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The King’s Spy, by Andrew Swanston

review published on October 28, 2013. Reviewed by Petra Bryce

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Thomas Hill is an unassuming bookseller in the Hampshire town of Romsey at the start of the English Civil War. With his background of an Oxford education in mathematics and natural philosophy, he is called upon by his old friend and tutor, Abraham Fletcher, to come to Oxford to replace the king’s murdered cryptographer and thus help the Royalist cause. One day the guards manage to intercept a secret and heavily encrypted message to the Parliamentarians, and it falls to Thomas to solve the puzzle. Using all his skills and intuition, and suffering personal losses in the process, he manages to decode the message and expose a traitor in their midst.

This is the first volume in a trilogy featuring the unlikely hero Thomas Hill. The first 100 pages or so are a little slow, while introducing the characters and setting the scene in quiet, peaceful Romsey before the soldiers descend, and Oxford, a town unrecognisable from Thomas’s student days now that the king has made it his headquarters. Thomas is a very likeable man who abhors violence and refuses to take sides in the war but feels it is his duty to help his old friend Abraham and hopes that, by serving the king, he may bring an early end to the war. We see the poverty of the inhabitants and the squalor of the Oxford streets through his eyes, and experience the senseless slaughter of the Battle of Newbury. We feel his frustration as he repeatedly grapples with the encrypted message and fails, until he finds the inspiration he needs in a rather unexpected place. I still think that he was extremely lucky to correctly guess the solution to the second encrypted message, and the villain predictably succumbs to the temptation to inform his incapacitated victim how clever and superior to him he has been, but those are minor quibbles. I really enjoyed the lessons on cryptography that come as part of the course of reading this novel, and I would encourage anyone not familiar with Simon Singh’s Code Book to read up on simple substitution ciphers, Caesar shifts, frequency analysis, nomenclators and the Vigenère cipher to appreciate the subject matter more fully.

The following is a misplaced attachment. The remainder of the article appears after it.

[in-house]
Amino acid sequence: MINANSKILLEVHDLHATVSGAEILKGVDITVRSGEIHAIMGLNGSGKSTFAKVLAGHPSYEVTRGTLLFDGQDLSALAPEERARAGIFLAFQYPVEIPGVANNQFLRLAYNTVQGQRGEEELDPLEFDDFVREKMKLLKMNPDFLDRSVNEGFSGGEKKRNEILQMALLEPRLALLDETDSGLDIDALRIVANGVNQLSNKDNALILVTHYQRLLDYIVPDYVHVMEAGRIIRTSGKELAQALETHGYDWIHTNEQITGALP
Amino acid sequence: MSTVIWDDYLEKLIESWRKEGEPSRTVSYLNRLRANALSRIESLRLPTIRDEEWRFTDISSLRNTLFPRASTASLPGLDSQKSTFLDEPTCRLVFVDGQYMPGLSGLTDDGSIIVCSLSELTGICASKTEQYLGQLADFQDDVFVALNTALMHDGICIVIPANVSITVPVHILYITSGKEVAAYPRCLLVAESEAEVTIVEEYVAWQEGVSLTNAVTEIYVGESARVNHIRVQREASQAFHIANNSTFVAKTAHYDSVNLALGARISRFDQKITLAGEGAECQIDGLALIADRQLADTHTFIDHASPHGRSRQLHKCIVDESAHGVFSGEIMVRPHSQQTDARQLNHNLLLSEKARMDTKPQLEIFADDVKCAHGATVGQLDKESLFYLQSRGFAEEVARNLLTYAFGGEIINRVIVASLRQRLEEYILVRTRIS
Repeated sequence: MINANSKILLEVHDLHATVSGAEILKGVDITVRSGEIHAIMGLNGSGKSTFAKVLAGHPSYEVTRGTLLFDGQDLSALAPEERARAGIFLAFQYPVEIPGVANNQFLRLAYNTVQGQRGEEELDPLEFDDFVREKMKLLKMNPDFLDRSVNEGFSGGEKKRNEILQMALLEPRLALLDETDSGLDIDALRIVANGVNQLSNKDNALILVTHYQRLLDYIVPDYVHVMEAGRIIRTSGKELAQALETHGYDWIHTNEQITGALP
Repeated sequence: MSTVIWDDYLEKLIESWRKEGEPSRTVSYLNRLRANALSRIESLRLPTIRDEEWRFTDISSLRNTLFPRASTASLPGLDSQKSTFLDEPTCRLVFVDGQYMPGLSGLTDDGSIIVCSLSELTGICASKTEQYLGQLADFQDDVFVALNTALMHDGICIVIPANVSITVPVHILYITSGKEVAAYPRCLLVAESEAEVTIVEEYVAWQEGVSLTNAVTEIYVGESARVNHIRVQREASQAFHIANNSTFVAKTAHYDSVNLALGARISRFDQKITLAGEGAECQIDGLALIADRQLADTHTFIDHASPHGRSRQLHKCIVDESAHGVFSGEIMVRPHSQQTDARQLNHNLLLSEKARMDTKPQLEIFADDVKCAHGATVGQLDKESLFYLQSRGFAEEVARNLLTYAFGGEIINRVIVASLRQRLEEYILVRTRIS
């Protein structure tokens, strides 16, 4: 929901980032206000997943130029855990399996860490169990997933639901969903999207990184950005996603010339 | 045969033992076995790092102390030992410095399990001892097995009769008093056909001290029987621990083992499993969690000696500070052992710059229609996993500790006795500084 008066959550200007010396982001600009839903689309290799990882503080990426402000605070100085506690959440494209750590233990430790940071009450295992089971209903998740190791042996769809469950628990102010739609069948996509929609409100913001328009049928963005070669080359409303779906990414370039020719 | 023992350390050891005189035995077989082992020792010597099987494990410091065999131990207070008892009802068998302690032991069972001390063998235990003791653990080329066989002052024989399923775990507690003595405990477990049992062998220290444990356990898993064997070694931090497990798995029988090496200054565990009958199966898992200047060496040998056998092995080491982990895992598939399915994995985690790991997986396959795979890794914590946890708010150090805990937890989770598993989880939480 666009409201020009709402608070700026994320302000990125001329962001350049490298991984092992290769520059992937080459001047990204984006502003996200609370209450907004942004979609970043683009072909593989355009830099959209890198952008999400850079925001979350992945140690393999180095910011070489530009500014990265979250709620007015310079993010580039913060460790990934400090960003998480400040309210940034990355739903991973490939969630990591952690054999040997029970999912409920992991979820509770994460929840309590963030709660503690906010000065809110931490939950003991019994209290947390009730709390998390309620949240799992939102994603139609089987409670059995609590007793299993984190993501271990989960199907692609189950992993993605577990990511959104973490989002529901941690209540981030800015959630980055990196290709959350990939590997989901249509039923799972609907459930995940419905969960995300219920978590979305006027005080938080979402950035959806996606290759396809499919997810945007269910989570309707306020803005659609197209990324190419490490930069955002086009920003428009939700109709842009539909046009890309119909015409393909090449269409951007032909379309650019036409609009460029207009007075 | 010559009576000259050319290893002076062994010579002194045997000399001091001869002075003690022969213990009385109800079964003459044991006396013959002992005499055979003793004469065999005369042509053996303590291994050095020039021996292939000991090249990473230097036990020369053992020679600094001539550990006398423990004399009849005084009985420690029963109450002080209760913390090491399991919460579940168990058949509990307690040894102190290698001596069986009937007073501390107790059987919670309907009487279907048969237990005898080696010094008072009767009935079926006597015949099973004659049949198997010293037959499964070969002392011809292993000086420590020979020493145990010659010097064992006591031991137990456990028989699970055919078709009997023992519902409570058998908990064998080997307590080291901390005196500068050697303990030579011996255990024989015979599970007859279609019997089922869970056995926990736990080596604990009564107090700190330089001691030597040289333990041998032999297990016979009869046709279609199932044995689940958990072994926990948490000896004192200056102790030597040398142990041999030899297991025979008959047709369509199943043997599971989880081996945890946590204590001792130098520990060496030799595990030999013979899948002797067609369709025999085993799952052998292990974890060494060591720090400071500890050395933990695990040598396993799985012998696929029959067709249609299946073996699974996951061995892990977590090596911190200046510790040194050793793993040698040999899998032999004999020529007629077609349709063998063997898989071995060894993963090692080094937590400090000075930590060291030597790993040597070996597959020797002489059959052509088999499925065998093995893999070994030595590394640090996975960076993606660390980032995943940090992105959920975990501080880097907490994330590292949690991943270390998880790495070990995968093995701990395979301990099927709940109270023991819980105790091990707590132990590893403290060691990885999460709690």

I look forward to reading the next volume in the Thomas Hill trilogy, even though I’m not sure whether the author might have anything new to add as this first volume could very well stand on its own.

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